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Amazing Tour



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In the heart of Transylvania, surrounded by forested hills, is the beautiful city of Sighișoara. Colonized by the Saxons in the Middle Ages, the city shelters a mesmerizing medieval citadel built by German colonists. Attacked several times, the citadel managed to keep its fortifications and remains a unique place in Europe today. Added to this, Vlad the Impaler, who was the inspiration for the character Dracula, was born in Sighișoara. Here are 10 good reasons to visit this Transylvanian pearl.

Tour Location

Since its construction by the Saxon colonists in the thirteenth century, Sighișoara’s citadel has been incessantly inhabited even to this day. Included on the UNESCO Heritage List, the citadel is an outstanding illustration of a fortified medieval town, as well as a remarkable testimony of the Transylvanian Saxon’s culture, expressed through its superb architecture.

History of the City

The origins of Sighisoara city go back to Roman times. During the First Century AD, the Dacians (ancient inhabitants of the territory of modern Romania which eventually will develop into the Romanian people), built a fortification called Sandava.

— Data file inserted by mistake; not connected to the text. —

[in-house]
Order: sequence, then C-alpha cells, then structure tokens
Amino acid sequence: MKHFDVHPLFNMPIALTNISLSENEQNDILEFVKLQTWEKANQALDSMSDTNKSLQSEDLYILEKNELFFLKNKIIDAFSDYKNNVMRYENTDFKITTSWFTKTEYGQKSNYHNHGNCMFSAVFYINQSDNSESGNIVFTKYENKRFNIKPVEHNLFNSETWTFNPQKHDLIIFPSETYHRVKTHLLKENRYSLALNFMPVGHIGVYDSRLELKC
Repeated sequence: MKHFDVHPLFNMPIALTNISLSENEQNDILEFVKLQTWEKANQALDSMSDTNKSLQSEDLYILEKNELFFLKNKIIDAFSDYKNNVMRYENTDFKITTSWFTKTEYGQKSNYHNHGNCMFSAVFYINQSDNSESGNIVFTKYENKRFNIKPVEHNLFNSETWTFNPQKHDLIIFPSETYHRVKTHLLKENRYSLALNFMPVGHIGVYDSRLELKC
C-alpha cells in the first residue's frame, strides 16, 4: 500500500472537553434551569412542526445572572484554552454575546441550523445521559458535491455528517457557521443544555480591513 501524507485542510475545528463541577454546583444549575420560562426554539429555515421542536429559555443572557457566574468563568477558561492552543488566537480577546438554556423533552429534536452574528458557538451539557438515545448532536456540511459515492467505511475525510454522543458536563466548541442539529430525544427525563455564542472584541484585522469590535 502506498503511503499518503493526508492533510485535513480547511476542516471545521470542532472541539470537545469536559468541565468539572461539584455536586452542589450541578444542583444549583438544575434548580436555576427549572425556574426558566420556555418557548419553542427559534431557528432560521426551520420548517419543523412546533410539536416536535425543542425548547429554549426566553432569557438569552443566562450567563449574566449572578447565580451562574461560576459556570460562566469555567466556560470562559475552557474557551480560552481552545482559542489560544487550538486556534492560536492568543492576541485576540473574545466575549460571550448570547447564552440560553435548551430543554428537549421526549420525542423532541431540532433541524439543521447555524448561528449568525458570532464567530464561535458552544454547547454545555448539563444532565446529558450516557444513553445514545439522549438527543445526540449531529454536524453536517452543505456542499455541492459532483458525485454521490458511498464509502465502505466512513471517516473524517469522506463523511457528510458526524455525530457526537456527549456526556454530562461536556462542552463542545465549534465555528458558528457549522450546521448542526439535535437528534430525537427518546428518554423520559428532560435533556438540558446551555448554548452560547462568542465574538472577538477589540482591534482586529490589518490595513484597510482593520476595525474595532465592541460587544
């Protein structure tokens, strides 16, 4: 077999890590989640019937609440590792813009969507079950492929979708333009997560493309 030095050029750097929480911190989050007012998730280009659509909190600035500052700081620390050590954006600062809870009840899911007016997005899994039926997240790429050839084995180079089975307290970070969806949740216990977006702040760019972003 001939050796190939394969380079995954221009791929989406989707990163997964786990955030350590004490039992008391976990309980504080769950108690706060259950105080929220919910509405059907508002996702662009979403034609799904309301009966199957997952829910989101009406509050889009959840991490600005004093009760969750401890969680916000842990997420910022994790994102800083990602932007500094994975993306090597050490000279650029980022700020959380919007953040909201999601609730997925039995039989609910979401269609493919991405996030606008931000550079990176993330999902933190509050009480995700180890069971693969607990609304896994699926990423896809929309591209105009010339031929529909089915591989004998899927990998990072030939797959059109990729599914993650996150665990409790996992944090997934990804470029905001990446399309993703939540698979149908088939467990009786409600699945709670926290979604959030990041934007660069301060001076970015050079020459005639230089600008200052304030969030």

Known in German under the name Hermannstadt, Sibiu has always been the most important center of the German minority in Transylvania Legend has it that the lost children of Hamelin came out of the ‘Almasch’ caves (Varghis) in Transilvania, somewhere near the nowadays location of Sibiu. This is the romanticized explanation of a unique phenomenon which explains the appearance of a blond-haired blue-eyed people on these lands, who spoke German and lived by the customs of peoples living thousands of kilometers away. In effect, the fortresses and fortified villages in Transylvania were founded in the 12th century by immigrants coming from the Moselle valley area, known under the name of Saxons. The first documentary mentioning referring to the Sibiu area dates back from 1191, when Pope Celestine III confirmed the existence of the free prepositure of the Germans in Transylvania, the prepositure having its headquarters in Sibiu, named Cibinium at that time. Brought here by the Hungarian kings, the Saxons were granted numerous rights and benefits in exchange for their help in defending the lands against the attacks of the Tatars and Turks. They created ‘the land of the 7 fortresses’, 7 fortified cities, as well as numerous villages in which fortified churches were erected to serve as a shelter in the event of an attack. At the beginning of the 20th century, Sibiu is a vibrant city, tuned to the realities of its time, the third city in the Austro-Hungarian Empire using the electric lighting system and the second city in which the electric tram is produced. The first cinema house opens in 1909 and the first public toilets appear in 1910. The name of the city is officially changed into Sibiu in 1919, and the streets received Romanian names as well. In 1945, after the Second World War, the deportation of the Germans to USSR began. A number of 2800 persons of German ethnicity were deported, many of them never to return. With but a few exceptions, the communist regime never tampered with the old city, and Sibiu becomes in 1968, under the same name, the county residents. On December 21st, 1989 the anti-communist demonstrations begin in Sibiu and continue on December 22nd. Sibiu was the second city in the country after Timisoara to rise against the communist dictatorship. The origins of Sighisoara city go back to Roman times. During the First Century AD, the Dacians (ancient inhabitants of the territory of modern Romania which eventually will develop into the Romanian people), built a fortification called Sandava.<br> Under the Roman administration, it was known as Castrum Stenarum.<br> During the 12th century, the Transylvanian Saxons built a new citadel which was named Schäßburg. Sighisoara (Schäßburg - Schassburg or Schäsbrich in German) still stands as one of the most beautiful and best-preserved medieval towns in Europe.<br> Designated as a World Heritage Site by UNESCO, this perfectly intact 16th-century gem with nine towers, cobbled streets, burgher houses, and ornate churches rivals the historic streets of Old Prague or Vienna for atmospheric magic. It is also the birthplace of Vlad Dracula, also known as Vlad Tepes (Vlad the Impaler), ruler of the province of Walachia from 1456 to 1462. It was he who inspired Bram Stoker's fictional creation, Count Dracula. His house is just one of the many attractions here. Others include the Church on the Hill with its 500-year-old frescoes, the 13th century Venetian House and the Church of the Dominican Monastery, known for its Transylvanian renaissance carved altarpiece, baroque pulpit, Oriental carpets and 17th-century organ. Sighisoara's citadel was built in the 12th century, when it was known as Castrum Sex (Fort Six), and was further strengthened and extended in the 15th century. In 1298, the town was mentioned as Schespurch, while in 1367 it was called Civitas de Seguswar. The name of Sighisoara was first noted in a written document issued by Vlad Dracul, Vlad the Impaler's father, in 1431.

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